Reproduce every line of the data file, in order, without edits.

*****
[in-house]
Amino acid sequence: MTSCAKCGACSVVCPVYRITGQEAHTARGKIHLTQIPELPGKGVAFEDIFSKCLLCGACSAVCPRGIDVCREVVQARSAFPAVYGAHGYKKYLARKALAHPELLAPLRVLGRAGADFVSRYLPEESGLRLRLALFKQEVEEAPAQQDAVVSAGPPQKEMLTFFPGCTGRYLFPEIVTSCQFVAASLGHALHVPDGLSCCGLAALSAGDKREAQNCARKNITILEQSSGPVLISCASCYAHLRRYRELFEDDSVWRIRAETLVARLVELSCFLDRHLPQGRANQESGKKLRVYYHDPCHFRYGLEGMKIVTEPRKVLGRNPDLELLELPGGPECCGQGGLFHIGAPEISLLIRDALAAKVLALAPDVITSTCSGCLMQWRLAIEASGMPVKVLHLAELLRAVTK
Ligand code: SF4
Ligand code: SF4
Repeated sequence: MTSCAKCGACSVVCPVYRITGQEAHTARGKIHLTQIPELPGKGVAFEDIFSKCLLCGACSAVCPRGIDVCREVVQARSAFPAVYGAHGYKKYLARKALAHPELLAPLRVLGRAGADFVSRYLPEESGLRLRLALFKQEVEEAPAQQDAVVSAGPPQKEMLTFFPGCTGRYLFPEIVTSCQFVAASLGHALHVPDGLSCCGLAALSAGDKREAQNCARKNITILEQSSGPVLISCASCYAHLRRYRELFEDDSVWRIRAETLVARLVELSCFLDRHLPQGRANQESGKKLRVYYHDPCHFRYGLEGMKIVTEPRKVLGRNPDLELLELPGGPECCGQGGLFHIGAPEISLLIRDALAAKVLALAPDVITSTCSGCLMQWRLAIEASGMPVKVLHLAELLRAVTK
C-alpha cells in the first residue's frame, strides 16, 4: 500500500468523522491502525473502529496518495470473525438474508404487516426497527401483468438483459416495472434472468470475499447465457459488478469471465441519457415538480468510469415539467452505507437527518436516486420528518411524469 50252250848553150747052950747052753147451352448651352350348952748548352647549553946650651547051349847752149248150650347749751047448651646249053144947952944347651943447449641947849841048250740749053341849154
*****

[in-house]
Amino acid sequence: MTSCAKCGACSVVCPVYRITGQEAHTARGKIHLTQIPELPGKGVAFEDIFSKCLLCGACSAVCPRGIDVCREVVQARSAFPAVYGAHGYKKYLARKALAHPELLAPLRVLGRAGADFVSRYLPEESGLRLRLALFKQEVEEAPAQQDAVVSAGPPQKEMLTFFPGCTGRYLFPEIVTSCQFVAASLGHALHVPDGLSCCGLAALSAGDKREAQNCARKNITILEQSSGPVLISCASCYAHLRRYRELFEDDSVWRIRAETLVARLVELSCFLDRHLPQGRANQESGKKLRVYYHDPCHFRYGLEGMKIVTEPRKVLGRNPDLELLELPGGPECCGQGGLFHIGAPEISLLIRDALAAKVLALAPDVITSTCSGCLMQWRLAIEASGMPVKVLHLAELLRAVTK
Ligand code: SF4
Ligand code: SF4
Repeated sequence: MTSCAKCGACSVVCPVYRITGQEAHTARGKIHLTQIPELPGKGVAFEDIFSKCLLCGACSAVCPRGIDVCREVVQARSAFPAVYGAHGYKKYLARKALAHPELLAPLRVLGRAGADFVSRYLPEESGLRLRLALFKQEVEEAPAQQDAVVSAGPPQKEMLTFFPGCTGRYLFPEIVTSCQFVAASLGHALHVPDGLSCCGLAALSAGDKREAQNCARKNITILEQSSGPVLISCASCYAHLRRYRELFEDDSVWRIRAETLVARLVELSCFLDRHLPQGRANQESGKKLRVYYHDPCHFRYGLEGMKIVTEPRKVLGRNPDLELLELPGGPECCGQGGLFHIGAPEISLLIRDALAAKVLALAPDVITSTCSGCLMQWRLAIEASGMPVKVLHLAELLRAVTK
C-alpha cells in the first residue's frame, strides 16, 4: 500500500468523522491502525473502529496518495470473525438474508404487516426497527401483468438483459416495472434472468470475499447465457459488478469471465441519457415538480468510469415539467452505507437527518436516486420528518411524469 50252250848553150747052950747052753147451352448651352350348952748548352647549553946650651547051349847752149248150650347749751047448651646249053144947952944347651943447449641947849841048250740749053341849154